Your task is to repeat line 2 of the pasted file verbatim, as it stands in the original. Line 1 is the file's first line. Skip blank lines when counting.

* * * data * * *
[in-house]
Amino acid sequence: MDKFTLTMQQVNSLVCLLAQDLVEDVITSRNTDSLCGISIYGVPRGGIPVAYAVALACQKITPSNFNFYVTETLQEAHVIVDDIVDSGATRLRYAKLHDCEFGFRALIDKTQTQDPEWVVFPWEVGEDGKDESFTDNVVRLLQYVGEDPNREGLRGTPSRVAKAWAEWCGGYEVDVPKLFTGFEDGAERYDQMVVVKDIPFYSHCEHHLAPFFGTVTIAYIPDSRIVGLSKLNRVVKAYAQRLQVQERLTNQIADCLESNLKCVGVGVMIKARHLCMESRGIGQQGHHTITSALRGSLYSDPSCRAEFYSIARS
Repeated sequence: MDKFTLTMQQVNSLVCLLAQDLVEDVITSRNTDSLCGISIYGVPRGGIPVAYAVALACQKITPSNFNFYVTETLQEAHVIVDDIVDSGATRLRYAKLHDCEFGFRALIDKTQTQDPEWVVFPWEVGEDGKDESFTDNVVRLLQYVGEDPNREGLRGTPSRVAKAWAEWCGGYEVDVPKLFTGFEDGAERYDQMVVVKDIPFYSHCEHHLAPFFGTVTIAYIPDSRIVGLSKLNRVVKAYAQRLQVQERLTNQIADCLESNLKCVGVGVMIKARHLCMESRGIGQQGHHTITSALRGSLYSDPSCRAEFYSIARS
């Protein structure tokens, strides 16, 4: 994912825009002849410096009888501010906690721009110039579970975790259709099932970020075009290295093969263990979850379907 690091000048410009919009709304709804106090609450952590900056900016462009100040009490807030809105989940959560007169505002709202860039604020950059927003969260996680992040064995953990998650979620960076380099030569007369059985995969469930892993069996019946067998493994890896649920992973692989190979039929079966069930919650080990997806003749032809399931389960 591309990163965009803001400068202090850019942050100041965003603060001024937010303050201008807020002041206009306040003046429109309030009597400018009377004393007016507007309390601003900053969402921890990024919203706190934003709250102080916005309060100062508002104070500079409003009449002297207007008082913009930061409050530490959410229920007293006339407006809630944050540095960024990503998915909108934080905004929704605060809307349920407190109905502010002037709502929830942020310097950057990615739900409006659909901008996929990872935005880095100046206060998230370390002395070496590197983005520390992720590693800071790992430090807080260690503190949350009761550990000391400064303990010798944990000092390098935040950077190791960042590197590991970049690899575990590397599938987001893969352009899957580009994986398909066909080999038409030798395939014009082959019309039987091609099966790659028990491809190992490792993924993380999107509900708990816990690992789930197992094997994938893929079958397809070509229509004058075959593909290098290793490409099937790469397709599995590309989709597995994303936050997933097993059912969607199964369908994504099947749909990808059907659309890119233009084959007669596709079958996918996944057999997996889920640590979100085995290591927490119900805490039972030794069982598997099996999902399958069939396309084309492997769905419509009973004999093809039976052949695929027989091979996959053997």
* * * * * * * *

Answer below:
Amino acid sequence: MDKFTLTMQQVNSLVCLLAQDLVEDVITSRNTDSLCGISIYGVPRGGIPVAYAVALACQKITPSNFNFYVTETLQEAHVIVDDIVDSGATRLRYAKLHDCEFGFRALIDKTQTQDPEWVVFPWEVGEDGKDESFTDNVVRLLQYVGEDPNREGLRGTPSRVAKAWAEWCGGYEVDVPKLFTGFEDGAERYDQMVVVKDIPFYSHCEHHLAPFFGTVTIAYIPDSRIVGLSKLNRVVKAYAQRLQVQERLTNQIADCLESNLKCVGVGVMIKARHLCMESRGIGQQGHHTITSALRGSLYSDPSCRAEFYSIARS